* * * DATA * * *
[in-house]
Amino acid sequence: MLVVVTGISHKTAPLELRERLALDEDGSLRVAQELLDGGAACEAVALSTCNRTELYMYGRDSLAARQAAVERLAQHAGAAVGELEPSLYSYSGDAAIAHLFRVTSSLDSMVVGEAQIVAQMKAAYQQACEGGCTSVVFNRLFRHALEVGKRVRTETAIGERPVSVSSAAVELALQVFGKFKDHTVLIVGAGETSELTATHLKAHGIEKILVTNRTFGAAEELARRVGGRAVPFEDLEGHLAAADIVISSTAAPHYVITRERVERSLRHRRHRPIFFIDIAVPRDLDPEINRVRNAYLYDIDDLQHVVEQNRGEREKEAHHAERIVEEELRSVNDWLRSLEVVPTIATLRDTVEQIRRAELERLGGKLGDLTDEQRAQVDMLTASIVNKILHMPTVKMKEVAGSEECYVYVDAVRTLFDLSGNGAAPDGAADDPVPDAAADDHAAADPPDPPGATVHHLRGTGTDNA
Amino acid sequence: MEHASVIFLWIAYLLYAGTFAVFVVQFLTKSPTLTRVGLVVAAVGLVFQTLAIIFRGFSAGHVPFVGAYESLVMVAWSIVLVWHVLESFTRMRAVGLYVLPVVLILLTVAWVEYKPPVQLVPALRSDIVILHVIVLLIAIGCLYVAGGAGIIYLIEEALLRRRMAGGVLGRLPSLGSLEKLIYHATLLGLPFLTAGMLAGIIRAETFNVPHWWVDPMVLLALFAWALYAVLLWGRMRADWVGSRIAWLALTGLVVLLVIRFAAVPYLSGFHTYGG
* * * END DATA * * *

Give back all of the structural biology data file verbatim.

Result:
[in-house]
Amino acid sequence: MLVVVTGISHKTAPLELRERLALDEDGSLRVAQELLDGGAACEAVALSTCNRTELYMYGRDSLAARQAAVERLAQHAGAAVGELEPSLYSYSGDAAIAHLFRVTSSLDSMVVGEAQIVAQMKAAYQQACEGGCTSVVFNRLFRHALEVGKRVRTETAIGERPVSVSSAAVELALQVFGKFKDHTVLIVGAGETSELTATHLKAHGIEKILVTNRTFGAAEELARRVGGRAVPFEDLEGHLAAADIVISSTAAPHYVITRERVERSLRHRRHRPIFFIDIAVPRDLDPEINRVRNAYLYDIDDLQHVVEQNRGEREKEAHHAERIVEEELRSVNDWLRSLEVVPTIATLRDTVEQIRRAELERLGGKLGDLTDEQRAQVDMLTASIVNKILHMPTVKMKEVAGSEECYVYVDAVRTLFDLSGNGAAPDGAADDPVPDAAADDHAAADPPDPPGATVHHLRGTGTDNA
Amino acid sequence: MEHASVIFLWIAYLLYAGTFAVFVVQFLTKSPTLTRVGLVVAAVGLVFQTLAIIFRGFSAGHVPFVGAYESLVMVAWSIVLVWHVLESFTRMRAVGLYVLPVVLILLTVAWVEYKPPVQLVPALRSDIVILHVIVLLIAIGCLYVAGGAGIIYLIEEALLRRRMAGGVLGRLPSLGSLEKLIYHATLLGLPFLTAGMLAGIIRAETFNVPHWWVDPMVLLALFAWALYAVLLWGRMRADWVGSRIAWLALTGLVVLLVIRFAAVPYLSGFHTYGG